Biomaterial Bone Graft Used 1st Time in U.S. Surgery

Biopolymers are going inside the body.  We reported that for the first time in the U.S., a surgeon used a pliable biomaterial in a bone graft for a knee fusion procedure. The foam biomaterial, called CERASORB, was made by North Carolina-based biomaterial company CURASAN Inc. and was approved by the USDA in December 2016.

Pineapple-based leather substitute 

We reported on freakish materials in this story where Ananas Anam, a maker of a leather alternative based on pineapple leaf fiber, has completed a financing round for an undisclosed amount. The funds will help it increase supply to meet demand from brands such as Hugo Boss, Adidas, John Lewis, and KangaROOS Shoes.

Bioink 3D Printing of Human Tissue

We reported on this group from Sweden, Cellink, that is using bioink and 3D printing technology to create biomaterial structures with living cells. Long are the days of waiting on a list for transplants for new body parts or of having to test consumer products on animals, now that you can 3D print them.

Cellink Expanding to China for Bioink 3D Printing of Human Tissue

New Stronger than Steel Biomaterial That Superman Would Approve Of

We reported on a grouo of Japanese researchers who combined hydrogels that had high levels of water with a glass fiber fabric to create a biomaterial that is stronger than steel. Hokkaido University scientists used a method similar to that used to make reinforced plastics, which resulted in a flexible material with unprecedented strength.

New Stronger than Steel Biomaterial That Superman Would Approve Of Developed in Japan

Design Your Own Baby? Could Be 5 Years

We reported on this interview with Jef Boeke, Director of the Institute for Systems Genetics at New York University, told The Daily Mail that artificial human DNA will be created in the next four to five years. As part of the Human Genome Project, this new project is called Human Genome Project-write (HGP-write) and the goal is to artificially create human DNA grown in a lab.

Meat Without the cow: The Beyond Burger goes to Yale

Here we reported on Beyond Meat, announcing that its Beyond Burger will be available at Yale University’s thirteen on-campus dining halls; making the 315-year-old Ivy League institution the first university to carry the plant-based patty on a campus menu.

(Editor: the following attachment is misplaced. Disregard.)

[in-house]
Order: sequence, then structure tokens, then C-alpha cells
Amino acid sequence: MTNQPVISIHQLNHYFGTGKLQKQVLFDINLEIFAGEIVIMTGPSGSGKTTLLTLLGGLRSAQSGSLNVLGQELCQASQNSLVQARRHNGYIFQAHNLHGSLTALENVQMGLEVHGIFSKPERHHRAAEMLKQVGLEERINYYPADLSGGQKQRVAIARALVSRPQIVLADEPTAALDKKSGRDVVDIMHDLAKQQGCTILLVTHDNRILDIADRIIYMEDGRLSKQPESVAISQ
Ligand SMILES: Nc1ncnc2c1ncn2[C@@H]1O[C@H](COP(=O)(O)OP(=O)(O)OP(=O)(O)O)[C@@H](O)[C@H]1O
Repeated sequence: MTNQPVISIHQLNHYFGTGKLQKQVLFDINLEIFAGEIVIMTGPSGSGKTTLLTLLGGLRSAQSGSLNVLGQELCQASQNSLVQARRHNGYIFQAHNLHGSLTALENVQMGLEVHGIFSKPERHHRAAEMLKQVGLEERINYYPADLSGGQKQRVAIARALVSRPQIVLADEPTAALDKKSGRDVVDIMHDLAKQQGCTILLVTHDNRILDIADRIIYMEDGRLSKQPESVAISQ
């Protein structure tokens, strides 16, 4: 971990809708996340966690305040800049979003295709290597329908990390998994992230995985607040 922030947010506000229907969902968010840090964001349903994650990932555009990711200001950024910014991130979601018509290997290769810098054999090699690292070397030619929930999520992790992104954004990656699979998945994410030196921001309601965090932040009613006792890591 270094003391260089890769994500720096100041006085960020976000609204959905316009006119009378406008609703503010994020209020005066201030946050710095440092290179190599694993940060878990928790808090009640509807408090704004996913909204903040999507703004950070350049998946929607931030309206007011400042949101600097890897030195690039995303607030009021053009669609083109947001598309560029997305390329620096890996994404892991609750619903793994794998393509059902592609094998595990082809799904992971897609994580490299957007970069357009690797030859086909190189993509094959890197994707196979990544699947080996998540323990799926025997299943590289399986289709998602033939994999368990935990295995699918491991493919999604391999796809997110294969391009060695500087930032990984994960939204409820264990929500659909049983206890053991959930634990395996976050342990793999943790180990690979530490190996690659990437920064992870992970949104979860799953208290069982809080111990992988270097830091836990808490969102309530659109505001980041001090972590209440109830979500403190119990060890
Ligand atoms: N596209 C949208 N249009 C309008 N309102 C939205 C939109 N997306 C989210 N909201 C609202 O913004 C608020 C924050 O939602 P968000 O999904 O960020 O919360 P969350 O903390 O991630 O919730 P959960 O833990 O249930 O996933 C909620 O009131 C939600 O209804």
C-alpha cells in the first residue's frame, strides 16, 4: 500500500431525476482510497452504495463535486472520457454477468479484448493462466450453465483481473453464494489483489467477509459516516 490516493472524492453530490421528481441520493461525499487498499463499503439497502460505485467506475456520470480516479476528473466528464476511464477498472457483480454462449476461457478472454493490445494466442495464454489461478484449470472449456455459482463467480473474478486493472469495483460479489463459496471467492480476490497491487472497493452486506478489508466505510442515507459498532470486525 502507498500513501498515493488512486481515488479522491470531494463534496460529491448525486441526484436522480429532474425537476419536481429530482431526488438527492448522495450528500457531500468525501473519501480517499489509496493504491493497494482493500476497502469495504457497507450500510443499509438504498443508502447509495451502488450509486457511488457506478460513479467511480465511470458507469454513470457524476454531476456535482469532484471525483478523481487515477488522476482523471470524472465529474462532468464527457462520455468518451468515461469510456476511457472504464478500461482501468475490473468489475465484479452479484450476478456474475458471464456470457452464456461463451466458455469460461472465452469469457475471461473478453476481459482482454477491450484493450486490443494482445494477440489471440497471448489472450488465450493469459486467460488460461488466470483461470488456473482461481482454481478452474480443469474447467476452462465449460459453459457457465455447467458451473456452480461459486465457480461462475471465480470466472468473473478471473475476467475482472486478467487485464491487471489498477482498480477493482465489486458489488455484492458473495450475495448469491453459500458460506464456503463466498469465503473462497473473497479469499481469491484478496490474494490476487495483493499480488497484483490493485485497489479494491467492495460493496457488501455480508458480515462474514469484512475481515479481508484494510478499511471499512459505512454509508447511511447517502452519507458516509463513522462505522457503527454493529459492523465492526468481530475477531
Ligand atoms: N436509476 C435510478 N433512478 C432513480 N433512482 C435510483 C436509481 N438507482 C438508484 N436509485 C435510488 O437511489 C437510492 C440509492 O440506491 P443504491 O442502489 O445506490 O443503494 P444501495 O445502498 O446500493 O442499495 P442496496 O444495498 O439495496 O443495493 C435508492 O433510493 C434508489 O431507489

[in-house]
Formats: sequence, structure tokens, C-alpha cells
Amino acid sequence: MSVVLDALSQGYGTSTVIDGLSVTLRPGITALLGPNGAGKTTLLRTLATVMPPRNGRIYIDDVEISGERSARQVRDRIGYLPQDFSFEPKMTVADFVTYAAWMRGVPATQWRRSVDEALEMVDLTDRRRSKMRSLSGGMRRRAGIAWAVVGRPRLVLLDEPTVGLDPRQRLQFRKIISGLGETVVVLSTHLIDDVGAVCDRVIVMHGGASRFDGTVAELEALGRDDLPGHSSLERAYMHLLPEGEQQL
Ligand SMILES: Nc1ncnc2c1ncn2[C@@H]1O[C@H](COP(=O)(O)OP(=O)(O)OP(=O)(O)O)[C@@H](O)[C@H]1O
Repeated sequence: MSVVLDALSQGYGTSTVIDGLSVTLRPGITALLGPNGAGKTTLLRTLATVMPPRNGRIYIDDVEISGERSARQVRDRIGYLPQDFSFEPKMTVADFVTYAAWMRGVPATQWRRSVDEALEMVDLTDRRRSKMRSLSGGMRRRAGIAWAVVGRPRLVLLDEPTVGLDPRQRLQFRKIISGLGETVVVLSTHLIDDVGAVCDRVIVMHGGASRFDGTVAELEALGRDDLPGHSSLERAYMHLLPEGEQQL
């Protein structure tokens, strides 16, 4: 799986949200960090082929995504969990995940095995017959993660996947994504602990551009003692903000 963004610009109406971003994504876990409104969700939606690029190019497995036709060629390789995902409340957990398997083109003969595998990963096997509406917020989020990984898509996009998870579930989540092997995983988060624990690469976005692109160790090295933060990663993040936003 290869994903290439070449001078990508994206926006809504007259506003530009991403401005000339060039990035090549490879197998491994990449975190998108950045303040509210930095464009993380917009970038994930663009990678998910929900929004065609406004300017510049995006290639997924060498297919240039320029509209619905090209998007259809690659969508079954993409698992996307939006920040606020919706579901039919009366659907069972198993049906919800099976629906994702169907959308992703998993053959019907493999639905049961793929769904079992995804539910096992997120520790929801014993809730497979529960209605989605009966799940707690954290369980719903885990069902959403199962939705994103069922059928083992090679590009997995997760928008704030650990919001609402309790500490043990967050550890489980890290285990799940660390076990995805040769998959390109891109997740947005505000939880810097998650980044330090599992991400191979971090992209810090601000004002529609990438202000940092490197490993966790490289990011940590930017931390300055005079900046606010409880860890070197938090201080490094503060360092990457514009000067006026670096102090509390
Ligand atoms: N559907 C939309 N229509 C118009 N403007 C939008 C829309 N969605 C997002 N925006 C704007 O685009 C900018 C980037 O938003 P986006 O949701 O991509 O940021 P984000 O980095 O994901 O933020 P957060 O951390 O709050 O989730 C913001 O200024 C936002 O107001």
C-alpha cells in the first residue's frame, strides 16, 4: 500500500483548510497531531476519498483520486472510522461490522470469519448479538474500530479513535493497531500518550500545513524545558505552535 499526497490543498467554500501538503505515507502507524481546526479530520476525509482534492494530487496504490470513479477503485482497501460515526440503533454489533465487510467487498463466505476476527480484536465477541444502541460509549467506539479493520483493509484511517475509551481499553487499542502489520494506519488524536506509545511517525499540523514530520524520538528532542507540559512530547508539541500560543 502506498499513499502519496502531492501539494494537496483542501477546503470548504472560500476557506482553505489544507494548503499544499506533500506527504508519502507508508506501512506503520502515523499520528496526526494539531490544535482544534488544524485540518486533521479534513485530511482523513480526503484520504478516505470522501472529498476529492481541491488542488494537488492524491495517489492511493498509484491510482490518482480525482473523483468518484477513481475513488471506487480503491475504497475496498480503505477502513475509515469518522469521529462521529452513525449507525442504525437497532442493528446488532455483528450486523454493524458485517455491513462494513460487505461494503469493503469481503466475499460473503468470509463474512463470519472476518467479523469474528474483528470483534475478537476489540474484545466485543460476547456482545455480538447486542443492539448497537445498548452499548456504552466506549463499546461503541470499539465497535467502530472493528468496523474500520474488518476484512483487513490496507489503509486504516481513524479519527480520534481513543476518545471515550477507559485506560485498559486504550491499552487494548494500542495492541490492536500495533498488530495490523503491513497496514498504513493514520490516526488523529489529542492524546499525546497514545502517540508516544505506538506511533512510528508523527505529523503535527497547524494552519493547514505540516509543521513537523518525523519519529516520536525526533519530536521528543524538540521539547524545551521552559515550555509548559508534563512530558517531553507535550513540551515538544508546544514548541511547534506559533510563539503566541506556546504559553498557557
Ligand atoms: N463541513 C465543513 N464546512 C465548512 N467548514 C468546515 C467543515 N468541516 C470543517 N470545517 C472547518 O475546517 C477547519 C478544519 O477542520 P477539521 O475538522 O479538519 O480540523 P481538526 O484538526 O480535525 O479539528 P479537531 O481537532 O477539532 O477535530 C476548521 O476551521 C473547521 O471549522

The Beyond Burger goes to Yale

Leather without the cow: Pineapple-based leather substitute on the rise

We reported on Ananas Anam, a maker of a leather alternative based on pineapple leaf fiber, has completed a financing round for an undisclosed amount. The funds will help it increase supply to meet demand from brands such as Hugo Boss, Adidas, John Lewis, and KangaROOS Shoes.

Your next pair of pants could be made out of mushrooms

Mice from 3D Printed Ovaries = More Fertility Options for Families?

We reported on this amazing 3D printing story where Northwestern University researchers created 3D printed ovaries and placed them in lab mice that were able to ovulate, get pregnant and give birth to baby mice. Scientists took preserved ovarian tissue from the mice and used a 3D printer and gelatin to print a complete ovary with cultured ovarian follicles, which was then transplanted into the mice. Because blood vessels formed, it allowed hormones to get into the mouse bloodstream and basically restored the female endocrine system so they could become pregnant and lactate after giving birth.

The Bottom Line: “Just 30 Days”

What’s just incredible about these 10 stories of transformational technology — what’s really fascinating —  is that every one of them happened in the past 30 days. The velocity of change is on the rise. Fast is getting faster.